A former NFL team doctor is skeptical about the future of Dallas Cowboys linebacker Jaylon Smith and his ability to play football wearing a brace for foot drop.
One of the biggest stories concerning the Dallas Cowboys this offseason, other than the future of quarterback Tony Romo, has been the up and down medical reports concerning former Notre Dame linebacker Jaylon Smith.
Drafted early in the second round of the 2016 NFL Draft, Smith fell to the Cowboys after suffering a devastating knee injury during the Fiesta Bowl last January. Tearing both his ACL and LCL, the injury also caused significant nerve damage and was considered career-threatening.
The Cowboys brass decided the medical risks outweighed the potential rewards and selected Smith with the 34th overall pick. The 21-year old linebacker sat out all of last season in an attempt to give his knee ample time to heal.
In January, it was reported that Smith’s nerve had begun regenerating. And it appeared the Cowboys risky investment could pay off. What followed was numerous videos of Smith working out, running and jumping like the world class athlete that he is.
Then, last week it was reported that Smith’s nerve was no longer firing. And that the injury wasn’t healing as quickly as the medical staff had hoped. But Smith would try to play anyway, wearing a brace for drop foot which is a result of the nerve damage.
Now, a former NFL team doctor has come forward as being very skeptical about Smith’s future playing with that brace.
"“A hinged AFO (ankle foot orthosis) will allow you to have your foot flex up, but not have it slap down,” former New England Patriots team doctor, Dr. Thomas Gill, told MMQB.com. “So basically, you wear a brace so when you’re running or walking, your foot can have clearance when you swing your leg forward. But it’s not built for speed…You have to be a freakish athlete where you can afford to lose 20 or 25 percent of your speed, at least, and 45 percent of your power, and still be able to compete in the NFL.”"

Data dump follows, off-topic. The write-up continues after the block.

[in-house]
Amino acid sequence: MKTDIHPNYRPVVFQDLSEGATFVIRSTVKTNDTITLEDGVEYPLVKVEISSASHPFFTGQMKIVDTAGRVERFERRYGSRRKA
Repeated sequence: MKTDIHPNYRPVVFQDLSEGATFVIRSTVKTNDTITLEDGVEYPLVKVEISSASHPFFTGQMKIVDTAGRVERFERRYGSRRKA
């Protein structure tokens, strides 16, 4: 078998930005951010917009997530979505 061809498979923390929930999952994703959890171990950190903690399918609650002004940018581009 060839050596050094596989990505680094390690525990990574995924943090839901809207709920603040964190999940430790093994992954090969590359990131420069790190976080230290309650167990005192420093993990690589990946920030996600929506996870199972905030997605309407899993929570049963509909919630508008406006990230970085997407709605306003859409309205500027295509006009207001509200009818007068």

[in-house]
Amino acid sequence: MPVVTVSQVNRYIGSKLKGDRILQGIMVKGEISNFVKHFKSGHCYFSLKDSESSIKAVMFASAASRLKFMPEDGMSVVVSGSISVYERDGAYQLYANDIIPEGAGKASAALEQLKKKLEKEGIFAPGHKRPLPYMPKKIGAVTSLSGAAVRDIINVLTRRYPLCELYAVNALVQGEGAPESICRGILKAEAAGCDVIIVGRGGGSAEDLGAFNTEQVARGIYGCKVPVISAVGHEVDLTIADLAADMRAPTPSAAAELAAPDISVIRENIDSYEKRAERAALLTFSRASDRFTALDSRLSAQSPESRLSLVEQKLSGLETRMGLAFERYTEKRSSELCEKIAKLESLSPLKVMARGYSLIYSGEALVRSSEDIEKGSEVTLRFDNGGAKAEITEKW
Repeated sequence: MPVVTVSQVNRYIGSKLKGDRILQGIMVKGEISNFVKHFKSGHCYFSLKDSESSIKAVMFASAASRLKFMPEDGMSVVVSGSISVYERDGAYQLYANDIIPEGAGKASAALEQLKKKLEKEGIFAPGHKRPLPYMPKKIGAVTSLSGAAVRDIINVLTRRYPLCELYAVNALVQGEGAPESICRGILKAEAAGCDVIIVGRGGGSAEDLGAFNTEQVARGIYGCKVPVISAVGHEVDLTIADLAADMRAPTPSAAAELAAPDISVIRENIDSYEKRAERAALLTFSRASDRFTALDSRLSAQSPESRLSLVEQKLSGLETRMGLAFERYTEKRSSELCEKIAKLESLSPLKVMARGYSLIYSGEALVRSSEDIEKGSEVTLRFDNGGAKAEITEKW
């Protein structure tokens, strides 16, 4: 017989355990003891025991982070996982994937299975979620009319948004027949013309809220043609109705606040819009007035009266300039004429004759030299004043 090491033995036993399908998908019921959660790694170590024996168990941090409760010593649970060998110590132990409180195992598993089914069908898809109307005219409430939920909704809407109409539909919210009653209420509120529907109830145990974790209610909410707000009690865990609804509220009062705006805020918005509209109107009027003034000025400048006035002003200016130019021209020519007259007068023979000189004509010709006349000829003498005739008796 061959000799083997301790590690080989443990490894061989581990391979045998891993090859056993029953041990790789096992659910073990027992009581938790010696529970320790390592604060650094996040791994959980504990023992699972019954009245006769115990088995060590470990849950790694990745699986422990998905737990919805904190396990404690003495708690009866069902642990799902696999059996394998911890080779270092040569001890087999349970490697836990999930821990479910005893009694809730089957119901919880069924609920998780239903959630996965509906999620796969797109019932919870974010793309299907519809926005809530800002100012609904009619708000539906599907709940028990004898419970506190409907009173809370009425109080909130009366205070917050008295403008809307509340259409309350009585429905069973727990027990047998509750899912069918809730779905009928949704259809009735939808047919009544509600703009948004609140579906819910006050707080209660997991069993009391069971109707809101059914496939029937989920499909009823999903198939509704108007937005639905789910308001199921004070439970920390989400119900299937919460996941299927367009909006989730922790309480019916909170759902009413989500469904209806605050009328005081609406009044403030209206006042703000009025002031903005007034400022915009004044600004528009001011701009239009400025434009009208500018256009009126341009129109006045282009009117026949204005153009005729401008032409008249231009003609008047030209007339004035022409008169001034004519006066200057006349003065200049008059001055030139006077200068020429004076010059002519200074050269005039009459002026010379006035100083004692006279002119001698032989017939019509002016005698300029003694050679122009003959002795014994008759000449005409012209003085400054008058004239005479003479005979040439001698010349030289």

Dr. Gill went on to explain how the brace could lead to more injuries as Smith’s inability to point his toe could leave his foot in awkward positions during tackles, possibly making him more susceptible to injuries like high ankle sprains. Nearly twenty years ago, former Patriots running back Robert Edwards had the same drop foot issue according to Gill. When Edwards attempted to play with the ailment, he didn’t last a single season.
But ask any physician. Every patient is different. And everyone heals differently. Although the former Patriots’ team doctor is more qualified than most to expound about the injury and the brace itself, he’s not part of the Cowboys medical staff.
And since it was Dallas’ own head team physician, Dr. Daniel Cooper, who performed the original surgery on Smith’s knee. And it’s his staff that is overseeing his rehabilitation on a daily basis, I’d personally side more with the optimism that’s coming out of the Cowboys’ camp than anywhere else.
"“We factually know and are optimistic about more that [Smith’s] feeling and nerves are improving,” Cowboys owner and general manager Jerry Jones told DallasCowboys.com recently. “We know that.”"
That’s not to say fans shouldn’t be concerned. Obviously, anytime you have to wear a brace in any sport, it isn’t ideal. And until Smith actually starts playing football with it on, no one really knows how his leg will respond and what his level of play can be.
Smith could certainly be described as a freakish athlete, as he was once touted as a possible top five draft selection. Combined that with his already legendary work ethic, and if any athlete can make the brace work, it’s likely the seemingly always positive Jaylon.
"“Everything that [Smith’s] about in terms of his competitiveness, in terms of what you want. His makeup, you could call it, is off the charts,” Jones continued. “We have every reason to think that he’s going to come in here and be an impact player.”"
Best case scenario is that the nerve in Jaylon Smith’s knee regenerates to the point where he no longer needs the brace. Until then, let’s just take this one step…and hopefully, one tackle at a time.